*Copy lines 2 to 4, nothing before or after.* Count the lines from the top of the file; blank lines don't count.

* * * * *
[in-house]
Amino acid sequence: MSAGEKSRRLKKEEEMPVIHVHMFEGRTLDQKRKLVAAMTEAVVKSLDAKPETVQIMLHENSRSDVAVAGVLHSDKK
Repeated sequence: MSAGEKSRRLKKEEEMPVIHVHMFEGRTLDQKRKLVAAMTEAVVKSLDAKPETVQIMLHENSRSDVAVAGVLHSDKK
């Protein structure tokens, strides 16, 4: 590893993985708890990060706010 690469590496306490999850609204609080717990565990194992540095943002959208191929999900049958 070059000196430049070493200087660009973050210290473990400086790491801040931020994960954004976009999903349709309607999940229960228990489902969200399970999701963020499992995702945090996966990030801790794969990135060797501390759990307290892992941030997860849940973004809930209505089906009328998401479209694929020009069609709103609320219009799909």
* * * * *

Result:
Amino acid sequence: MSAGEKSRRLKKEEEMPVIHVHMFEGRTLDQKRKLVAAMTEAVVKSLDAKPETVQIMLHENSRSDVAVAGVLHSDKK
Repeated sequence: MSAGEKSRRLKKEEEMPVIHVHMFEGRTLDQKRKLVAAMTEAVVKSLDAKPETVQIMLHENSRSDVAVAGVLHSDKK
């Protein structure tokens, strides 16, 4: 590893993985708890990060706010 690469590496306490999850609204609080717990565990194992540095943002959208191929999900049958 070059000196430049070493200087660009973050210290473990400086790491801040931020994960954004976009999903349709309607999940229960228990489902969200399970999701963020499992995702945090996966990030801790794969990135060797501390759990307290892992941030997860849940973004809930209505089906009328998401479209694929020009069609709103609320219009799909």